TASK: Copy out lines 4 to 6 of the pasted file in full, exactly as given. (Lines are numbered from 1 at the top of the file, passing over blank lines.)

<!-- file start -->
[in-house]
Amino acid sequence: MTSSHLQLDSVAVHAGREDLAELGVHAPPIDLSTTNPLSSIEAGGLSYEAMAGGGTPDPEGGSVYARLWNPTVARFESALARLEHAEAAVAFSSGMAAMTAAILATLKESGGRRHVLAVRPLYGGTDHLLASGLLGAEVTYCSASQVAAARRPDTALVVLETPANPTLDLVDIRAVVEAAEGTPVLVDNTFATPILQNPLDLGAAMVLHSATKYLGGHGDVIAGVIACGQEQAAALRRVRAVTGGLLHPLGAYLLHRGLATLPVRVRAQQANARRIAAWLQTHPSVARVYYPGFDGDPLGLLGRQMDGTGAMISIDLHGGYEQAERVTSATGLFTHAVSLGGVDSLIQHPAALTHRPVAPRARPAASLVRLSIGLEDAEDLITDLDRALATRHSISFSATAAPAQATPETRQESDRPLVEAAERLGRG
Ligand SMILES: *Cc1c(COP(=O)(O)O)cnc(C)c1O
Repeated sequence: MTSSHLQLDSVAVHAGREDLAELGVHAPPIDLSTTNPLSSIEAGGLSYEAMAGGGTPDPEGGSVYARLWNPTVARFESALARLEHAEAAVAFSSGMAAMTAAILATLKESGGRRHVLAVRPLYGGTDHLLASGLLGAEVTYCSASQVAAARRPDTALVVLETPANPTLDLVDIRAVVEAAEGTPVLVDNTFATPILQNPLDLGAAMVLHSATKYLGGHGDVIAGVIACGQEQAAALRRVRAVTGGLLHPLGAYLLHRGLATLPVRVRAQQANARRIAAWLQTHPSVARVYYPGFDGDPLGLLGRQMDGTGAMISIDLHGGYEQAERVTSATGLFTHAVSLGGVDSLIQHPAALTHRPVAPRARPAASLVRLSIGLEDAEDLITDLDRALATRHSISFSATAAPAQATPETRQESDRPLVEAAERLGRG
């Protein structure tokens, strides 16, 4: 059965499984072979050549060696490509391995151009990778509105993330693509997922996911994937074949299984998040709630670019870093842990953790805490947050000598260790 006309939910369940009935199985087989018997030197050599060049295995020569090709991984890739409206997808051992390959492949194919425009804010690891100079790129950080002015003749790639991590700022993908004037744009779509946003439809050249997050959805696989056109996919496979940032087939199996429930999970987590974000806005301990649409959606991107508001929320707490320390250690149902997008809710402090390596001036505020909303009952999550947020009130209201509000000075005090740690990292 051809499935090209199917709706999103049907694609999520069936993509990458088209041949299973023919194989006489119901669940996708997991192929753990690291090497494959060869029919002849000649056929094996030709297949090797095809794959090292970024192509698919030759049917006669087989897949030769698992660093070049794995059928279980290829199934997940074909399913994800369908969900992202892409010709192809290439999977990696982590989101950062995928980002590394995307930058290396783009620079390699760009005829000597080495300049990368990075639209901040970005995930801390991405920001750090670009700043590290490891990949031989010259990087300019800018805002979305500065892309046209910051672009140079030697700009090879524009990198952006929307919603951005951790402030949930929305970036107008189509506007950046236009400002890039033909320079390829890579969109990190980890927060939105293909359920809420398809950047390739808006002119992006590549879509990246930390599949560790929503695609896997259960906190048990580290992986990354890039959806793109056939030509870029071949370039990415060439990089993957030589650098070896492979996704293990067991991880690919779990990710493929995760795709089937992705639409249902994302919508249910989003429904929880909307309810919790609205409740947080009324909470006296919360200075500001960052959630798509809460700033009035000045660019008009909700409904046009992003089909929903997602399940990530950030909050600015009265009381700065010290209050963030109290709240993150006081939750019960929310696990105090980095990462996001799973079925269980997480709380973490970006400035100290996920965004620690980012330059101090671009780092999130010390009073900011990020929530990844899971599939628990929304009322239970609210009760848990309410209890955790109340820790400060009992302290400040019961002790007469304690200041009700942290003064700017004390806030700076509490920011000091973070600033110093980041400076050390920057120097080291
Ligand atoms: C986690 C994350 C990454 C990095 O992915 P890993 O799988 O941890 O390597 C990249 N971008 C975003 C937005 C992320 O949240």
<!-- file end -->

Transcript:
Repeated sequence: MTSSHLQLDSVAVHAGREDLAELGVHAPPIDLSTTNPLSSIEAGGLSYEAMAGGGTPDPEGGSVYARLWNPTVARFESALARLEHAEAAVAFSSGMAAMTAAILATLKESGGRRHVLAVRPLYGGTDHLLASGLLGAEVTYCSASQVAAARRPDTALVVLETPANPTLDLVDIRAVVEAAEGTPVLVDNTFATPILQNPLDLGAAMVLHSATKYLGGHGDVIAGVIACGQEQAAALRRVRAVTGGLLHPLGAYLLHRGLATLPVRVRAQQANARRIAAWLQTHPSVARVYYPGFDGDPLGLLGRQMDGTGAMISIDLHGGYEQAERVTSATGLFTHAVSLGGVDSLIQHPAALTHRPVAPRARPAASLVRLSIGLEDAEDLITDLDRALATRHSISFSATAAPAQATPETRQESDRPLVEAAERLGRG
């Protein structure tokens, strides 16, 4: 059965499984072979050549060696490509391995151009990778509105993330693509997922996911994937074949299984998040709630670019870093842990953790805490947050000598260790 006309939910369940009935199985087989018997030197050599060049295995020569090709991984890739409206997808051992390959492949194919425009804010690891100079790129950080002015003749790639991590700022993908004037744009779509946003439809050249997050959805696989056109996919496979940032087939199996429930999970987590974000806005301990649409959606991107508001929320707490320390250690149902997008809710402090390596001036505020909303009952999550947020009130209201509000000075005090740690990292 051809499935090209199917709706999103049907694609999520069936993509990458088209041949299973023919194989006489119901669940996708997991192929753990690291090497494959060869029919002849000649056929094996030709297949090797095809794959090292970024192509698919030759049917006669087989897949030769698992660093070049794995059928279980290829199934997940074909399913994800369908969900992202892409010709192809290439999977990696982590989101950062995928980002590394995307930058290396783009620079390699760009005829000597080495300049990368990075639209901040970005995930801390991405920001750090670009700043590290490891990949031989010259990087300019800018805002979305500065892309046209910051672009140079030697700009090879524009990198952006929307919603951005951790402030949930929305970036107008189509506007950046236009400002890039033909320079390829890579969109990190980890927060939105293909359920809420398809950047390739808006002119992006590549879509990246930390599949560790929503695609896997259960906190048990580290992986990354890039959806793109056939030509870029071949370039990415060439990089993957030589650098070896492979996704293990067991991880690919779990990710493929995760795709089937992705639409249902994302919508249910989003429904929880909307309810919790609205409740947080009324909470006296919360200075500001960052959630798509809460700033009035000045660019008009909700409904046009992003089909929903997602399940990530950030909050600015009265009381700065010290209050963030109290709240993150006081939750019960929310696990105090980095990462996001799973079925269980997480709380973490970006400035100290996920965004620690980012330059101090671009780092999130010390009073900011990020929530990844899971599939628990929304009322239970609210009760848990309410209890955790109340820790400060009992302290400040019961002790007469304690200041009700942290003064700017004390806030700076509490920011000091973070600033110093980041400076050390920057120097080291
Ligand atoms: C986690 C994350 C990454 C990095 O992915 P890993 O799988 O941890 O390597 C990249 N971008 C975003 C937005 C992320 O949240």